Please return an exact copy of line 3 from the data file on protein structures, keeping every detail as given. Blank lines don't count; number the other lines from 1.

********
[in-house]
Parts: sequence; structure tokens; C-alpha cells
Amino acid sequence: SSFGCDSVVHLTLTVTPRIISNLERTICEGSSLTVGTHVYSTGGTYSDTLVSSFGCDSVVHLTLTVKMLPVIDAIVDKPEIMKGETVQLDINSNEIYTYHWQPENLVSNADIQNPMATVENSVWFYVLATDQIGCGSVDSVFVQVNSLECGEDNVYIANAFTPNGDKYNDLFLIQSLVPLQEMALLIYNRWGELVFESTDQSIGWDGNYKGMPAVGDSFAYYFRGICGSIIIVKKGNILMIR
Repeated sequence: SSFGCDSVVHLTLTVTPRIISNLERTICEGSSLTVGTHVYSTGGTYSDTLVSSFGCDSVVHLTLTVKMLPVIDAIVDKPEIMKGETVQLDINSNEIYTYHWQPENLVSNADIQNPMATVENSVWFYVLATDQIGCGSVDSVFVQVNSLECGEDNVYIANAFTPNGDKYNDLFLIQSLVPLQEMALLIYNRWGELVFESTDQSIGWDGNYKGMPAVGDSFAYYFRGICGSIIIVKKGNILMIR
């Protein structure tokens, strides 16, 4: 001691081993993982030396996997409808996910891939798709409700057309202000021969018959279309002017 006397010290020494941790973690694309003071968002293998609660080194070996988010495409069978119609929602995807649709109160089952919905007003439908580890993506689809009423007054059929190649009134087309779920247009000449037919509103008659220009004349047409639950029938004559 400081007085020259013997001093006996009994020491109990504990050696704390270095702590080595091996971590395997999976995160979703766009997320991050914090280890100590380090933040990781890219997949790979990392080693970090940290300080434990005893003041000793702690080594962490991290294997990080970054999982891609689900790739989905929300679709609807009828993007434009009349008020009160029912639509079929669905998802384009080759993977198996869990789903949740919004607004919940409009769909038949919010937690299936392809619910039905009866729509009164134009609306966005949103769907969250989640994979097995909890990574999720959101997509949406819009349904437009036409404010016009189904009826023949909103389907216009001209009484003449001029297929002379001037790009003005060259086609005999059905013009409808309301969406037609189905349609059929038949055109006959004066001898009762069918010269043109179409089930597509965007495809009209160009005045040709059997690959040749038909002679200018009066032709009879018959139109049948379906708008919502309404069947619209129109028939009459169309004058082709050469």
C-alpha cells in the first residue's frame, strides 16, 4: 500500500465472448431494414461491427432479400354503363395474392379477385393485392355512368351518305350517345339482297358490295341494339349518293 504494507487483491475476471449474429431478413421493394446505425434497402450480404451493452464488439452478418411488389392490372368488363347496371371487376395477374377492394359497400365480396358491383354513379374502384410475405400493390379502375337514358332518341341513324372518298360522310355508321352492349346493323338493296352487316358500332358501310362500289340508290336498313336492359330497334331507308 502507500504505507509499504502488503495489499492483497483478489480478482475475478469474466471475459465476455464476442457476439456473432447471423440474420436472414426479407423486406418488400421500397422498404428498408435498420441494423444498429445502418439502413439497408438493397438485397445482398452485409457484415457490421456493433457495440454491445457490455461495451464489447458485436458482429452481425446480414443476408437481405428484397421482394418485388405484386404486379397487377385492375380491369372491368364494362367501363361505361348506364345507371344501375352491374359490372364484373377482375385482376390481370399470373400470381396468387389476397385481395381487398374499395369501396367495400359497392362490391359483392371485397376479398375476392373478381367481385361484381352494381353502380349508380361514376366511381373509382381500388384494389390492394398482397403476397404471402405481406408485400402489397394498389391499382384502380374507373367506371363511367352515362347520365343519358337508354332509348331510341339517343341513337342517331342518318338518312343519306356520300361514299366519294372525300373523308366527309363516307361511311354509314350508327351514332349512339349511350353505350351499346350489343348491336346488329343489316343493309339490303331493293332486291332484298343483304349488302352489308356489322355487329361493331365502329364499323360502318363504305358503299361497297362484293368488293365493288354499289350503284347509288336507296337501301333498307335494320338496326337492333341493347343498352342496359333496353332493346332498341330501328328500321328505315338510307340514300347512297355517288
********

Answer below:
Amino acid sequence: SSFGCDSVVHLTLTVTPRIISNLERTICEGSSLTVGTHVYSTGGTYSDTLVSSFGCDSVVHLTLTVKMLPVIDAIVDKPEIMKGETVQLDINSNEIYTYHWQPENLVSNADIQNPMATVENSVWFYVLATDQIGCGSVDSVFVQVNSLECGEDNVYIANAFTPNGDKYNDLFLIQSLVPLQEMALLIYNRWGELVFESTDQSIGWDGNYKGMPAVGDSFAYYFRGICGSIIIVKKGNILMIR